Step 2: Outline the beliefs you currently possess that need to be maintained to achieve your vision of success.

Ask your team to identify the beliefs your organization currently possess that you need to maintain to achieve your vision of success. Culture shift isn’t about changing every facet of your organization – it’s about shifting and adding beliefs that help evolve your organization.

Step 3: Outline the beliefs you currently possess that you need to stop in order to achieve your vision of success.

Next, ask your organization what beliefs they currently possess that might be a roadblock to achieving your vision. Remind everyone it’s okay to be open. If a belief exists that might be a roadblock, encourage everyone to speak freely.

Step 4: Outline the beliefs you need to add to achieve your vision of success.

What new beliefs need to exist for your organization to drive towards its future state? What are they and how might they help change the dynamic of your organization for the better?

Step 5: Take it offline

Once your organization has completed the worksheet, take the exercise offline with your leadership team. Analyze the feedback your organization provided and come up with a set of common themes about what beliefs you need to keep, remove, and add to help shift your organization’s culture in order to achieve your vision of success. Once you’ve identified the beliefs you need to add, maintain, and delete, you can move on to influencing the experiences that create those beliefs.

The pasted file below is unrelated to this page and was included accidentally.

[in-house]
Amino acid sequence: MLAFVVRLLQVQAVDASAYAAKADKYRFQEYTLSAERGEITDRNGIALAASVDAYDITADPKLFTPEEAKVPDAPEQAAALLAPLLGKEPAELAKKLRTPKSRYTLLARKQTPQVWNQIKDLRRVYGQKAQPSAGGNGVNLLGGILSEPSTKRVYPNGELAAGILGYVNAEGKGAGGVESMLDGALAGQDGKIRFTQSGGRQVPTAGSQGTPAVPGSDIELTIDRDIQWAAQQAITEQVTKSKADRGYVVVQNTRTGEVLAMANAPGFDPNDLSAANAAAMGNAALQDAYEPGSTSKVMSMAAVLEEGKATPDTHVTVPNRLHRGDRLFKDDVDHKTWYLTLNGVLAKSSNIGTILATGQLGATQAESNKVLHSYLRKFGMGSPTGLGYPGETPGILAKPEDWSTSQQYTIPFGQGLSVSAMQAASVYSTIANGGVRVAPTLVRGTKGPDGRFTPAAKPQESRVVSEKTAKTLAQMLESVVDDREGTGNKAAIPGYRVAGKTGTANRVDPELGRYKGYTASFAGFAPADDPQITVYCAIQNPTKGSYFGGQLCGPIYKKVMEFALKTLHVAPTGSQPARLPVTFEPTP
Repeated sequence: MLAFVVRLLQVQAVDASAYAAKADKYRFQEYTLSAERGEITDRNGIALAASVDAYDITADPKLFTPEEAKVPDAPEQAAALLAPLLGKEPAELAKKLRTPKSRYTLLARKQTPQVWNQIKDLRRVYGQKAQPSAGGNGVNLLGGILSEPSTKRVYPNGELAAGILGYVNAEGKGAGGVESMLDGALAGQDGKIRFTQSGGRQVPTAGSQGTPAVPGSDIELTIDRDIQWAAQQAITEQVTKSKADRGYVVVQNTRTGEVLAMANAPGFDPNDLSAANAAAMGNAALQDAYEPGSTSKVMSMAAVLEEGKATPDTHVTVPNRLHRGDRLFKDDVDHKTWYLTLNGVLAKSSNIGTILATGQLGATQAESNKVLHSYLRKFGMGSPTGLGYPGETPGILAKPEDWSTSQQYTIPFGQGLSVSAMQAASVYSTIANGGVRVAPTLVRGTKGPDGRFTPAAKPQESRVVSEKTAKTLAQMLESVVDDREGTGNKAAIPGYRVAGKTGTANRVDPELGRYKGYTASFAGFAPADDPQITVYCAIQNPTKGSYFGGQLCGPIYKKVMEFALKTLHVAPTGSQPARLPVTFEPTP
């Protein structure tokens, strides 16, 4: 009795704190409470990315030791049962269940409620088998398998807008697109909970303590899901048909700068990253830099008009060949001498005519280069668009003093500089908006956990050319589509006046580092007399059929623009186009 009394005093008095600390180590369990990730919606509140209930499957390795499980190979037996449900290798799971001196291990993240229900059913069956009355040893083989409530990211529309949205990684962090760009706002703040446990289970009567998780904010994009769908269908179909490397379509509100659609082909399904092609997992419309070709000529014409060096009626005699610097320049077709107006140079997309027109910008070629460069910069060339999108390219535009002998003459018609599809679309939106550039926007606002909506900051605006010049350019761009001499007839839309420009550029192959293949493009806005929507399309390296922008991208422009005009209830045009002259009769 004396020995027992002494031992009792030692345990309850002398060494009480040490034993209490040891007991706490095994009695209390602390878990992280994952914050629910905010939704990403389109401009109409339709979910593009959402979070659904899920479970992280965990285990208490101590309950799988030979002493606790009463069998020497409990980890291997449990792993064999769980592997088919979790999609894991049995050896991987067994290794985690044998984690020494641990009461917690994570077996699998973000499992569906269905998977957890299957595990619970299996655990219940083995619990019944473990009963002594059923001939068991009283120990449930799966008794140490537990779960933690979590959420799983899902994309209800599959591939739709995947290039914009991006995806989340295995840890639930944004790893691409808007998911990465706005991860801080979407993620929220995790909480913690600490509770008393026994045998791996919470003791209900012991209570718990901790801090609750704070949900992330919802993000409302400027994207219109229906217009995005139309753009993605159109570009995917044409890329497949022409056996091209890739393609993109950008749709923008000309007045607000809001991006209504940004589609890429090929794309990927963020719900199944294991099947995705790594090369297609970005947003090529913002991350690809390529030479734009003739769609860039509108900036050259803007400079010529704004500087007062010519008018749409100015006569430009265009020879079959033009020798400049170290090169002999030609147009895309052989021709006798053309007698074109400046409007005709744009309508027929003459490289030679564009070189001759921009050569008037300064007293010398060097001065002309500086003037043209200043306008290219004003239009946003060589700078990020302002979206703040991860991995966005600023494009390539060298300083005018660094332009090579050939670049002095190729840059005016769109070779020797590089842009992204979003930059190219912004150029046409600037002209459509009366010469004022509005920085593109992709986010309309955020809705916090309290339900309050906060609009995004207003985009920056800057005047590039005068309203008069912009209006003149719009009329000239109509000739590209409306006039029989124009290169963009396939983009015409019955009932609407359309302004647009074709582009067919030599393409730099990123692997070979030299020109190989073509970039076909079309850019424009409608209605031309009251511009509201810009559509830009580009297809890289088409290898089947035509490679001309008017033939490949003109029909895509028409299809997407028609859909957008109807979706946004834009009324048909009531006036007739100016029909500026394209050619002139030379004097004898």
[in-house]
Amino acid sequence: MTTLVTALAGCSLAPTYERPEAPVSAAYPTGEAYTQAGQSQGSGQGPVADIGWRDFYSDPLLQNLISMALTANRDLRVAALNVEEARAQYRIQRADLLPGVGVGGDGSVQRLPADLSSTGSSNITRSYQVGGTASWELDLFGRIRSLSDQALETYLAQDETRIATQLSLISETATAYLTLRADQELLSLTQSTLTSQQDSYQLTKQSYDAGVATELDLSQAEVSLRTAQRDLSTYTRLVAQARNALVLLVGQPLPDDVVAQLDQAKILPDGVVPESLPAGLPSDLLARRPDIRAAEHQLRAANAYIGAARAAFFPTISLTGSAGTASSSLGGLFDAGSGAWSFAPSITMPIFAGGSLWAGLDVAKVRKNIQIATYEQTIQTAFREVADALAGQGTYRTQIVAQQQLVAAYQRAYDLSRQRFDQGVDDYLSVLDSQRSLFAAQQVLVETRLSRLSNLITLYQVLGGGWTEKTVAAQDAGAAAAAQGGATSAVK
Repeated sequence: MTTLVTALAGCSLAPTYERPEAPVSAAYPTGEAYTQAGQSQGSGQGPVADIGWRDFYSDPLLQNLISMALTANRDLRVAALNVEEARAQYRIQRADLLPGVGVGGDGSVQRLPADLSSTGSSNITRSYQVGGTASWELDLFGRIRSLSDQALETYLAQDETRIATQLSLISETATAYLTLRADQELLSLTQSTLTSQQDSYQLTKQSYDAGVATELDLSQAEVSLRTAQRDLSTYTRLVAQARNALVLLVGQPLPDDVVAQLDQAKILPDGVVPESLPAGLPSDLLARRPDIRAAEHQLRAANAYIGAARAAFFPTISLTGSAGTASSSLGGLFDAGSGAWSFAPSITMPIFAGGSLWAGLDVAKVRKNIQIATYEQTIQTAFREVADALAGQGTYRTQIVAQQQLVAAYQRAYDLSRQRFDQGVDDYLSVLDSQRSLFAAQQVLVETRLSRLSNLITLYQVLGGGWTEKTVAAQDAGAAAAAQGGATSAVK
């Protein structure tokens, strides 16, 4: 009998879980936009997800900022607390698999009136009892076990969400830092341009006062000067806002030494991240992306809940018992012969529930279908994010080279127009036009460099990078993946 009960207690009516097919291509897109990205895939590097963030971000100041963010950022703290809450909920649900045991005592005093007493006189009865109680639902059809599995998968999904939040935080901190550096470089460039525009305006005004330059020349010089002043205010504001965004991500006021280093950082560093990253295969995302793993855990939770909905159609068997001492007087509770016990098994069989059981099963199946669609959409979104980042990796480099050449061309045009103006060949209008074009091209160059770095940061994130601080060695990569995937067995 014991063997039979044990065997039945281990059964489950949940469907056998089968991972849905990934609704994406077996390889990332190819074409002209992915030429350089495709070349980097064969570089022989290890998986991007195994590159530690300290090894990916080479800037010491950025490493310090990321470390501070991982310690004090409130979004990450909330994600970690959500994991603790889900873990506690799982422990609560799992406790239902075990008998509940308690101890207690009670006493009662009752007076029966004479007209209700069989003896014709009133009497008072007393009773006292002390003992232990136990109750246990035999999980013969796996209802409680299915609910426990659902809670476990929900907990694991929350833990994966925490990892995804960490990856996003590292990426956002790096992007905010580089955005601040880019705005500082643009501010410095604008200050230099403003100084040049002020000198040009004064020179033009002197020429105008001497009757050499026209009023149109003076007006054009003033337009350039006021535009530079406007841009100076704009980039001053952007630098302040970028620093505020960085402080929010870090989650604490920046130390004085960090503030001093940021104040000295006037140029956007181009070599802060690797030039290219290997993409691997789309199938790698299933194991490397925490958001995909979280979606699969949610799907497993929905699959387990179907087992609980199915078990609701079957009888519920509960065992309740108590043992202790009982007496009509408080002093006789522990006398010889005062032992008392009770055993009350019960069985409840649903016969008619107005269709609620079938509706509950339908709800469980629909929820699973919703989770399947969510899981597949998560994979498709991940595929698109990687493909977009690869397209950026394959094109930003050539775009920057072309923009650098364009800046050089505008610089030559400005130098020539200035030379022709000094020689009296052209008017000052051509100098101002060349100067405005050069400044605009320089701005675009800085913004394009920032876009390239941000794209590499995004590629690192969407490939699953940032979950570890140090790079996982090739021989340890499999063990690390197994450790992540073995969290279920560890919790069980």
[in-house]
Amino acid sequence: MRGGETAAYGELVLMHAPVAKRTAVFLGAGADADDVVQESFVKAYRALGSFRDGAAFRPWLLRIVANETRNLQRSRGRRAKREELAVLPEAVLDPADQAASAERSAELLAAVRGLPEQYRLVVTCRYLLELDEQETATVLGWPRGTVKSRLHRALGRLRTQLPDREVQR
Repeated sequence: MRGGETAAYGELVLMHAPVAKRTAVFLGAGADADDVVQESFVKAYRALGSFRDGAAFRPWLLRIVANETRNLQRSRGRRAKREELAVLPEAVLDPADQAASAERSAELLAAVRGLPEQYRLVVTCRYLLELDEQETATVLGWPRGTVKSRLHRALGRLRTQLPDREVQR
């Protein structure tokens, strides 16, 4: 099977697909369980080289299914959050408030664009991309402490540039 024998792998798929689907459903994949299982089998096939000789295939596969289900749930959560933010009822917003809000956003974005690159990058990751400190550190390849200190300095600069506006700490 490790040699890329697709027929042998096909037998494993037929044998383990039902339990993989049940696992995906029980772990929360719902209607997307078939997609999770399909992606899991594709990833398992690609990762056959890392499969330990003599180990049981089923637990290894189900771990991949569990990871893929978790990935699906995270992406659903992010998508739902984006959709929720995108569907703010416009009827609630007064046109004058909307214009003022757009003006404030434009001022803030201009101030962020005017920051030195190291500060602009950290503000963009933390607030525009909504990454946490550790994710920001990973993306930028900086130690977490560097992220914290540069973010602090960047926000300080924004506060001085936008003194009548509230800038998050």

Creating Experiences to Shift Your Beliefs

In the earlier diagram, we demonstrated how a provided experience has a chain reaction to influence the beliefs and behaviors of an organization. With the identified beliefs from the previous exercise, consider how you might shift or add experiences within your organization that would create those beliefs.

In the example, bonusing volume of shipped product created the belief and behavior that the organization should prioritize sending product even if it doesn’t meet their quality standards.

If the same organization instead wants the belief and behavior to be that the manufacturing organization only ships high-quality product, it would require shifting the experience of the employees. So, instead of bonusing employees based on how much product they ship, the experience can instead be providing bonuses based on how many defective products are pulled from the assembly line.

Applying it to Your Experiences

Using the example framework, work through your identified beliefs and consider how you might shift the experience within your organization to create those beliefs. If the experience you need to create is a big enough shift, consider how you might address that with a strategic initiative within your plan.

Remember, culture and strategy are not mutually exclusive. They work together in a balanced harmony and one can absolutely influence the other. They exist together – so adapt and make the planning process work in your favor!